For the 15th straight year, California’s judicial bench has grown more diverse, according to new data released this week by the Judicial Council.
As of Dec. 31, 2020, female judicial officers constitute 37.6 percent of judicial officers across all court levels, a slight increase over the prior year and an increase of more than 10 percentage points since 2006; the first year that data were collected for this purpose.
The bench also has continued to become more racially and ethnically diverse. The proportion of white judicial officers has declined about five percentage points since 2006, while the percentage of Asian, Black, and Hispanic judicial officers has nearly doubled over the same time period.
“As the first Asian-Filipina American and the second woman to serve as the state’s chief justice, I’m pleased that California’s judiciary continues to grow more diverse,” said Chief Justice Tani-Cantil-Sakauye. “Thanks in large part to recent appointments from Governor Gavin Newsom and his predecessor Governor Jerry Brown, our courts are more reflective of the rich tapestry of people we serve.”
Survey of California Bench
The Judicial Council surveyed California judges and justices in December 2020 to get a snapshot of the demographics of the California bench – including gender, ethnicity, and sexual orientation. Responding to the questionnaire is voluntary for judges, and the data only reflects the responses provided.
Among the findings:
Gender – Data show the percentage of female justices and judges has increased to 37.6 percent, compared to 27.1 percent in 2006, continuing a steady upward trend.
Race and Ethnicity – The data also show changes over the past 15 years in the percentage of justices and judges reported in the following race/ethnicity categories:
American Indian or Alaska Native (0.4 percent in 2020 compared to 0.1 percent in 2006);
Asian (8.1 percent in 2020 compared to 4.4 percent in 2006);
Black or African American (8.0 percent in 2020 compared to 4.4 percent in 2006);
Hispanic or Latino (11.2 percent in 2020 compared to 6.3 percent in 2006);
Pacific Islander (0.3 percent in 2020 compared to 0.1 percent in 2006);
White (64.8 percent in 2020 compared to 70.1 percent in 2006);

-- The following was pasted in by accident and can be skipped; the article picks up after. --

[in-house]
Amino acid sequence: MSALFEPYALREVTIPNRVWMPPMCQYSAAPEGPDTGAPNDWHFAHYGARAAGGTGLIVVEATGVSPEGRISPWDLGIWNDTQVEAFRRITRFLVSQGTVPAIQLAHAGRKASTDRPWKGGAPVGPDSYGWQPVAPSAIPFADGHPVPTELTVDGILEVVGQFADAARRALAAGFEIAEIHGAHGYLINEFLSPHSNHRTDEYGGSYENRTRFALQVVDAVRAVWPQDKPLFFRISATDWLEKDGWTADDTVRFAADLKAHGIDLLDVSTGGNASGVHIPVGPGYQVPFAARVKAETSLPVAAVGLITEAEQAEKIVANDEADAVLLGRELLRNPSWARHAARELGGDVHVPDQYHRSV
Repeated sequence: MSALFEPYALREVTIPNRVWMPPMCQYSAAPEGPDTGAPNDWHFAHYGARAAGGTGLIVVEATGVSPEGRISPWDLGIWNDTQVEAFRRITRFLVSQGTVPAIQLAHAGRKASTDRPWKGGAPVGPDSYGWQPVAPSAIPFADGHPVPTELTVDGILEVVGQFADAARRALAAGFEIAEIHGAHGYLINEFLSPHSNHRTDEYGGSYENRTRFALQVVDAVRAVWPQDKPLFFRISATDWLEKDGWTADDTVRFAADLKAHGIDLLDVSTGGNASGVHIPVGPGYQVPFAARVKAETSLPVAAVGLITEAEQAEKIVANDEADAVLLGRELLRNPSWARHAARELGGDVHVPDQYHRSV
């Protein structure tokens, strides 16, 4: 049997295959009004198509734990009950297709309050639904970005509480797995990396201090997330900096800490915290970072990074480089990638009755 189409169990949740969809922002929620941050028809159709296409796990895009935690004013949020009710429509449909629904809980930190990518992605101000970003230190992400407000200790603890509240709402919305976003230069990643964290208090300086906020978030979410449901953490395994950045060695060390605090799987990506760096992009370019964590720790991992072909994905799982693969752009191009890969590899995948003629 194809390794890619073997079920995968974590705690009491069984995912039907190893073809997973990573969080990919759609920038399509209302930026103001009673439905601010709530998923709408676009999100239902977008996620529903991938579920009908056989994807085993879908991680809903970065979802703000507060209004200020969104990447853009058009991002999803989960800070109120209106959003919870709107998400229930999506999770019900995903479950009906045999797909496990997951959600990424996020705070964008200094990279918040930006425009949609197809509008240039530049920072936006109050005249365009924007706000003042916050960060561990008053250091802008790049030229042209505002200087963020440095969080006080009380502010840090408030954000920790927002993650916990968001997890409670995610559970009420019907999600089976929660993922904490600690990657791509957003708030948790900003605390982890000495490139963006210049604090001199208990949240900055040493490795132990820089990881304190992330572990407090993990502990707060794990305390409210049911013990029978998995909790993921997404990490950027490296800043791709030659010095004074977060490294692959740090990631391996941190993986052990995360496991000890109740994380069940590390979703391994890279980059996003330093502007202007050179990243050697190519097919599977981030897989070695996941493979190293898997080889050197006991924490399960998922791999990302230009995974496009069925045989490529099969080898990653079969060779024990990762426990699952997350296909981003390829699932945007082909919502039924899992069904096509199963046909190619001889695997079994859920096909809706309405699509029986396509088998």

Some Other Race (1.0 percent in 2020 compared to 0.2 percent in 2006);
More Than One Race (4.2 percent in 2020 compared to 4.4 percent in 2006); and
Information Not Provided (1.9 percent in 2020 compared to 9.9 percent in 2006).
These changes reflect judicial retirements and other departures from the bench, new judicial appointments, and an increase in the number of trial court judges who voluntarily provided race/ethnicity information.
Gender Identity/Sexual Orientation
This is the 10th year that the study includes data on gender identity and sexual orientation, as required by a law passed in 2011. More than 70 percent of respondents provided information about gender identity/sexual orientation, reporting the following:
Heterosexual, 72.9 percent;
Lesbian, 1.6 percent;
Gay, 2.2 percent;
Bisexual, 0.2 percent;
Transgender, 0.1 percent; and
Information not provided, 23.1 percent.
Veteran and Disability Status
In addition, this is the seventh year that the study includes data on veteran and disability status. These questions were first asked of justices and judges who were new to the bench during the 2014 calendar year, although judges appointed before this date are free to update this aspect of their demographic profile as well. Of the 667 active trial court judges responding to the question about their status as a veteran, 46 respondents (7 percent) indicated they have served in the military. Of the 672 active judges responding to the question concerning their disability status, 17 judges (3 percent) indicated they have a disability.
About Judicial Officer Demographic Data
Government Code section 12011.5(n) requires the Judicial Council to collect and release aggregate demographic data on California state justices and judges by March 1 every year. This is the report’s 15th year.
Increasing the diversity of California’s judicial officers to reflect the rich diversity of California’s populace continues to be a key goal of the Judicial Council.